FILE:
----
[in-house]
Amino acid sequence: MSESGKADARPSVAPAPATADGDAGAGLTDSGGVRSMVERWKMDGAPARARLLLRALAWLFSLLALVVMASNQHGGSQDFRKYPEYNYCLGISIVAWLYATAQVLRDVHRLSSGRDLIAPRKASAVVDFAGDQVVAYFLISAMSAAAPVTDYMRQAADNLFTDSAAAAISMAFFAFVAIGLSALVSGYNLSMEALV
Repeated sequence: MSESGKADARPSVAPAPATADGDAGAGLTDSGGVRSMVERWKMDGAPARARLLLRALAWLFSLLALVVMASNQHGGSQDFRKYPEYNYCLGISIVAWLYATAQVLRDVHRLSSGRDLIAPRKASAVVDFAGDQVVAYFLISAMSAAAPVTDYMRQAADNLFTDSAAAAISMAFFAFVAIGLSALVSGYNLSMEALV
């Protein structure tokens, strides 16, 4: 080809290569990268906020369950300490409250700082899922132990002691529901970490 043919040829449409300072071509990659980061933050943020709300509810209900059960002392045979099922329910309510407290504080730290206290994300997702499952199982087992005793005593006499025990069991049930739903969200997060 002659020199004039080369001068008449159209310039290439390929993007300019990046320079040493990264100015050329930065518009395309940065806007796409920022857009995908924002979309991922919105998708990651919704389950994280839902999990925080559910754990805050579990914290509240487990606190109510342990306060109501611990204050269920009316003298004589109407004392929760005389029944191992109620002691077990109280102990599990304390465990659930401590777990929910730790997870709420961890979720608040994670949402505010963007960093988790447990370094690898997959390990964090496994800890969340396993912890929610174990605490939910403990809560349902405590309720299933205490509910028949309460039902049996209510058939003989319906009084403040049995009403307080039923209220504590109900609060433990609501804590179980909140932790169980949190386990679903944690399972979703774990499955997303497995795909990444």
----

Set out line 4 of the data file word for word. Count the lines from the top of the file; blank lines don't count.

């Protein structure tokens, strides 16, 4: 080809290569990268906020369950300490409250700082899922132990002691529901970490 043919040829449409300072071509990659980061933050943020709300509810209900059960002392045979099922329910309510407290504080730290206290994300997702499952199982087992005793005593006499025990069991049930739903969200997060 002659020199004039080369001068008449159209310039290439390929993007300019990046320079040493990264100015050329930065518009395309940065806007796409920022857009995908924002979309991922919105998708990651919704389950994280839902999990925080559910754990805050579990914290509240487990606190109510342990306060109501611990204050269920009316003298004589109407004392929760005389029944191992109620002691077990109280102990599990304390465990659930401590777990929910730790997870709420961890979720608040994670949402505010963007960093988790447990370094690898997959390990964090496994800890969340396993912890929610174990605490939910403990809560349902405590309720299933205490509910028949309460039902049996209510058939003989319906009084403040049995009403307080039923209220504590109900609060433990609501804590179980909140932790169980949190386990679903944690399972979703774990499955997303497995795909990444």